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Given our level of conditioning, if we hadn’t stopped to take pictures or stop for meals or to chat with all the friendly people on the trail, we probably would have hated the climb, LOL.  It took us about four hours to get to the top, and about 3 to get back down.  Anyone who hikes regularly at altitude could cut down that time by quite a bit.  If they wanted to.  But why hurry?

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It was a real treat, and Missus Fender Bunny is already planning our 2nd 14er!

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GiG

The Rewards of Getting Up at O’ Dark Thirty

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I had to get out of bed at 5:00 am, dig out my gym gear in the dark so as not to wake Missus Fender Bunny, trudge down the long and steep driveway covered with a fresh 9 inches of snow under what I was certain was the hostile stare of a gang of juvenile mountain lions eager to prove their cat macho by taking down an old man for breakfast, dig the car out of the snow, scrape the ice off the windshield, and drive icy roads to get to the Y by 6:00 am. But the reward was recognizing, over the course of a few games, some of the guys who used to play ball with me back in the day and, once I walked out of the gym, taking in the glorious view of the Front Range, covered in snow under a bright blue early morning sky.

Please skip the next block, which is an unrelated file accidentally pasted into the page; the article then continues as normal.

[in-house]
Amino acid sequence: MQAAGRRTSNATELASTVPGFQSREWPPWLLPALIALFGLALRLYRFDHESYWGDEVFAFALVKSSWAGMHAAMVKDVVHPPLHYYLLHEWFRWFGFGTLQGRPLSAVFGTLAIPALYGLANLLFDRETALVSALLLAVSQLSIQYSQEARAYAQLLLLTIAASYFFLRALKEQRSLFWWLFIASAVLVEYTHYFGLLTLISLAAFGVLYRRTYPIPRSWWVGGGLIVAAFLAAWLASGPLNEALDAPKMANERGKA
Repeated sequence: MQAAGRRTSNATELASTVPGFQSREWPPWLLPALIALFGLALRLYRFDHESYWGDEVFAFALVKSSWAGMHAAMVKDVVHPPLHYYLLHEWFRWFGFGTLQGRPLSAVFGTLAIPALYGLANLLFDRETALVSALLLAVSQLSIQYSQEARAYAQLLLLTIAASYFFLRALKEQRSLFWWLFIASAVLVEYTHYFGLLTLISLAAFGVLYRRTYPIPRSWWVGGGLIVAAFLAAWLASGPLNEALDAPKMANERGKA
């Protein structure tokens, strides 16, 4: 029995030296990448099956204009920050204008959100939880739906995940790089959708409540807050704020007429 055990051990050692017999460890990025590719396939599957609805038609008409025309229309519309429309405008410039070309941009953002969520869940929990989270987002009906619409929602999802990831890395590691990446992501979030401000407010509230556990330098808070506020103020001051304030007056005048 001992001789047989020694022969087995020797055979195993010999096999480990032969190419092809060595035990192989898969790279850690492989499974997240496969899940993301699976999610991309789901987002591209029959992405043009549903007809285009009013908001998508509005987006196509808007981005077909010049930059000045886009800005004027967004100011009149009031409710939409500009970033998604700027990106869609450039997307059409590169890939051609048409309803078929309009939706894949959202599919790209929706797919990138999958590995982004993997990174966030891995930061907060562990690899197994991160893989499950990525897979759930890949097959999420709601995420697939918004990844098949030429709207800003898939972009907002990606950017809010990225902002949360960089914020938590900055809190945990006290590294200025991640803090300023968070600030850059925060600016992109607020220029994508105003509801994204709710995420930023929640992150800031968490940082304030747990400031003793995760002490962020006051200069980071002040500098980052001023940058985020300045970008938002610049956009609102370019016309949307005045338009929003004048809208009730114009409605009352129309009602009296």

I didn’t have my camera with me, so I grabbed a picture I took in April a few years ago. It’s not of the entire front range, but it’ll give you an idea.

Gig

The Sky in Colorado

Closeup of Thunderstorm over the Big D

Closeup of Thunderstorm over the Big D

I first moved to Colorado in 1975 courtesy of the US Air Force.  I fell in love with the snow, became a ski bum, and considered my barracks at Lowry AFB my domicile, and A-Basin my home.  I was on the mountain as early in the season as possible, and as late into June as they’d let me.

I only discovered the spectacular beauty of a Colorado Summer when I returned in 1992.  The shot above, taken from our peeling, chipping, badly-in-need of repair deck, is a closeup of the bottom of an afternoon thunderstorm to the East of us.  Below is a picture of a second thunderstorm building to the North later that afternoon.

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Thunderstorm over Perry Park – full

And here is what it looks like when it’s directly overhead.

Thunderstorm directly overhead

Thunderstorm directly overhead

GiG